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sequential execution with find command

The way I dealt with encoding bunch of files with ffmpeg in a folder was to use bash script. Before executing the bash script, I had to create 2 directories, queue and encoded (their functions are self-explanatory). The bash script has this commands:

# defining output
inputdir=queue
outputdir=encoded

if [ -d $outputdir ]
 then
echo "Directory exists, now converting files"
 else
mkdir $outputdir
echo "created output directory"
fi


# start the conversion for mov files
for k in $inputdir/*.mov; do
	if [ -e "$k" ]; then
	    file=`basename "$k" .mov`
		ffmpeg -i "$k" -c:v libx264 $outputdir/"$file.mp4"
	fi
done

# delete all soure files inside the inputdir
while true; do
    read -p "Continue deletion? Enter [y]es or [n]o:  " yn
    case $yn in
        [Yy]* ) rm $inputdir/*; break;;
        [Nn]* ) exit;;
        * ) echo "Please answer yes or no.";;
    esac
done

Pretty neat, except that it adds another layer of work by having to locate this script or change the file extension to suit my needs. And adding another layer of work could sacrifice productivity. I don’t want to sacrifice productivity, and I want something much more efficient, ideally without using script.

I was looking for a simpler way to encode bunch of files in a specific directory, and I found linux find command. If you are running on OSX, the native find command doesn’t have the same as the Linux version does. You can install it though by running brew install findutils, and invoke it with gfind instead of find.

case 1: encoding files

find . -name "*.flac" -exec ffmpeg -i {} -c:a libmp3lame -ab 256 {}.mp3 \;
rename 's/\.flac//' *.mp3

I am bad at explaining scripts with spaghetti characters, so I am going to simplify it like this:

find . -name "*.flac" will list all files with *.flac extension, then with -exec, it tells the find to let another program, in this case ffmpeg, to run operation(s) on them. Here, ffmpeg is encoding the files from flac to mp3 with their names retained in the form of filename.flac.mp3. Cleanup can be done with rename command (on OSX, install rename with brew).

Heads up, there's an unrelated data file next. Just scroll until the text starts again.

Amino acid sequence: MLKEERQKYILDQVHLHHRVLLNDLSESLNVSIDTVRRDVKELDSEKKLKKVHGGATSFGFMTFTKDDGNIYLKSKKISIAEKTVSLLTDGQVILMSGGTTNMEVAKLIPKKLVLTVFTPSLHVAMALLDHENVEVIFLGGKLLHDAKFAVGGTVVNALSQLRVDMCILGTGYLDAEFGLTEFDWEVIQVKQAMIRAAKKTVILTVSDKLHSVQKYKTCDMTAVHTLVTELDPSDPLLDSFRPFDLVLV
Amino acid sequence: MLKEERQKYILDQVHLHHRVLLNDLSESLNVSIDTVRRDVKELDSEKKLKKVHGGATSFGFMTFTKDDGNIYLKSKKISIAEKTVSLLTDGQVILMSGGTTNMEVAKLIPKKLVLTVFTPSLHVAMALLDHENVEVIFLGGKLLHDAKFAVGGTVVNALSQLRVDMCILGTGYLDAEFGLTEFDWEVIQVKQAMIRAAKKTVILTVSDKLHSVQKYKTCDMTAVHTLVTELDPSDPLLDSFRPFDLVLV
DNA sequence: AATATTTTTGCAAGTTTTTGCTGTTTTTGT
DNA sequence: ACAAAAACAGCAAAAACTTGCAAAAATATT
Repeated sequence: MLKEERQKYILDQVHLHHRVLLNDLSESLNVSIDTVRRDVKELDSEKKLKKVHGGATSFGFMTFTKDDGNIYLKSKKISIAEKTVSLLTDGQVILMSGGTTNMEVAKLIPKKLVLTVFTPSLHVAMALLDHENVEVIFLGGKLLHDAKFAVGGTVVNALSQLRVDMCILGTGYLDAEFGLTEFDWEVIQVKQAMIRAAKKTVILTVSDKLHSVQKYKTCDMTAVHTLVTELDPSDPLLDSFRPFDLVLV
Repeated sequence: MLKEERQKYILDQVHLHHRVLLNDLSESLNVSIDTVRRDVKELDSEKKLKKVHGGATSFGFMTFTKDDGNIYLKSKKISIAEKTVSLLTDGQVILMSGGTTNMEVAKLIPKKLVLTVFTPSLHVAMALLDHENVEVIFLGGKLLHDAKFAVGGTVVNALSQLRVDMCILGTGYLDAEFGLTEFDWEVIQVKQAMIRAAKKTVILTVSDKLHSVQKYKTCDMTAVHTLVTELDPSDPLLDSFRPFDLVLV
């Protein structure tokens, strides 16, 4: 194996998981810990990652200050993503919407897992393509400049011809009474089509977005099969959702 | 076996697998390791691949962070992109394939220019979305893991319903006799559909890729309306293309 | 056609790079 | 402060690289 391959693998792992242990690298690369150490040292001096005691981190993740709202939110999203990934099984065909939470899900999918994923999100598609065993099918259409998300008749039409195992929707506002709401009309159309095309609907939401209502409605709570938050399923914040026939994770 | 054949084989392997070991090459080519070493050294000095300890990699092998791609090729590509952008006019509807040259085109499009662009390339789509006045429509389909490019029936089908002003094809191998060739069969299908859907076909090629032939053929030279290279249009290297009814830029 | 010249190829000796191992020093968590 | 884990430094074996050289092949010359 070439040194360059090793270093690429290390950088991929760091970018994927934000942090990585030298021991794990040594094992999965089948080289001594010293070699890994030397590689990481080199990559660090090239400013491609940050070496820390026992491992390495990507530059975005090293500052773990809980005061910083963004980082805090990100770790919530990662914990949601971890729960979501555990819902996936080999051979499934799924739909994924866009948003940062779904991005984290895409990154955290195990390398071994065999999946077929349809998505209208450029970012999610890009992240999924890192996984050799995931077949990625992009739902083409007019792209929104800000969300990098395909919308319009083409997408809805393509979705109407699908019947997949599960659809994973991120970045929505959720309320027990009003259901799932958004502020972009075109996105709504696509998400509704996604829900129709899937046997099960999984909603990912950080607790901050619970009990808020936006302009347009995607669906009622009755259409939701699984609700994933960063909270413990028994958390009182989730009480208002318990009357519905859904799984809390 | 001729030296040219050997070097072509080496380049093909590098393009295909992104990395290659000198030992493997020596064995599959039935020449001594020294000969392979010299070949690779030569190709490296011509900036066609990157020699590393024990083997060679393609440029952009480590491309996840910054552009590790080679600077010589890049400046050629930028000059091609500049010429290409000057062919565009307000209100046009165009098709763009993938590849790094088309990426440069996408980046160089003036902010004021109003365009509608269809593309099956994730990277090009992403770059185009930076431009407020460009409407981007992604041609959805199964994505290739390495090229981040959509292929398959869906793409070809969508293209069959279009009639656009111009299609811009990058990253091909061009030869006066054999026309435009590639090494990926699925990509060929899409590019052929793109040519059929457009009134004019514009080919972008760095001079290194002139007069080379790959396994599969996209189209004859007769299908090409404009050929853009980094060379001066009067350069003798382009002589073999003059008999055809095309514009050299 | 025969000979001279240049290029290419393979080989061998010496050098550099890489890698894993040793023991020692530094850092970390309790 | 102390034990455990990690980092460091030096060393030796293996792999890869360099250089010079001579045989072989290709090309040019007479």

Done.

case 2: uploading files to BackBlaze B2

I thought by running find . -name "*.ext" -exec b2 upload_file could upload my science project files without giving me headache, but it did give me headache.

Say that in my project folder I have 3 files: 001.ext, 002.ext, and 003.ext files. By running find . -name "*.ext", and then printing the list to the terminal, I will get this:

./001.ext
./002.ext
./003.ext

If we do a combination of find and b2 to upload all these files to BackBlaze

find . -name "*.ext" b2 upload_file myRepo {} {} \;

… instead of uploading these files to the root of the repo, a new directory . will be created in the root of the repo and uploaded files will in that directory instead. To fix this, the command should be like this:

find * -type f -print -exec b2 upload_file b2-repo {} {} \;

A quick analysis reveals that, when running find * -type f -print, it will print this to terminal:

001.ext
002.ext
003.ext

… and I don’t have the perfect explanation why that happens. Remember that on OSX find * -type print -exec won’t work. Instead of using find, use gfind instead.